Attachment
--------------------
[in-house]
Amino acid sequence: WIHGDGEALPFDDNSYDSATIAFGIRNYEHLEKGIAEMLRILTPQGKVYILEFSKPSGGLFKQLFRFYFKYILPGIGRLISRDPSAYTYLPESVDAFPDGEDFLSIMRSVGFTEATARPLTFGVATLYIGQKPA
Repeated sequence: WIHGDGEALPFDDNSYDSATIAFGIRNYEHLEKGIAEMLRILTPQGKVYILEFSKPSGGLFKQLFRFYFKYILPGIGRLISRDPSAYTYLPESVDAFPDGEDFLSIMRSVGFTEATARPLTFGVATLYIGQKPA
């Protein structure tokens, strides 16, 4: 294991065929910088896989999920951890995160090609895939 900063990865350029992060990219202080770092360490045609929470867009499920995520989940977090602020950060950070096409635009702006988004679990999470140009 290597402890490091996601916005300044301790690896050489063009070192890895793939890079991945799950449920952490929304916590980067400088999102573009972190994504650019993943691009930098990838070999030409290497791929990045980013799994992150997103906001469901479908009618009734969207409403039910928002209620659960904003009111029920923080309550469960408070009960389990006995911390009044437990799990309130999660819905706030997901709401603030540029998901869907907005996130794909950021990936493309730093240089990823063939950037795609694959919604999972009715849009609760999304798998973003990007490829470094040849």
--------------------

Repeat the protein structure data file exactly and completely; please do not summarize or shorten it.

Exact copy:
[in-house]
Amino acid sequence: WIHGDGEALPFDDNSYDSATIAFGIRNYEHLEKGIAEMLRILTPQGKVYILEFSKPSGGLFKQLFRFYFKYILPGIGRLISRDPSAYTYLPESVDAFPDGEDFLSIMRSVGFTEATARPLTFGVATLYIGQKPA
Repeated sequence: WIHGDGEALPFDDNSYDSATIAFGIRNYEHLEKGIAEMLRILTPQGKVYILEFSKPSGGLFKQLFRFYFKYILPGIGRLISRDPSAYTYLPESVDAFPDGEDFLSIMRSVGFTEATARPLTFGVATLYIGQKPA
């Protein structure tokens, strides 16, 4: 294991065929910088896989999920951890995160090609895939 900063990865350029992060990219202080770092360490045609929470867009499920995520989940977090602020950060950070096409635009702006988004679990999470140009 290597402890490091996601916005300044301790690896050489063009070192890895793939890079991945799950449920952490929304916590980067400088999102573009972190994504650019993943691009930098990838070999030409290497791929990045980013799994992150997103906001469901479908009618009734969207409403039910928002209620659960904003009111029920923080309550469960408070009960389990006995911390009044437990799990309130999660819905706030997901709401603030540029998901869907907005996130794909950021990936493309730093240089990823063939950037795609694959919604999972009715849009609760999304798998973003990007490829470094040849």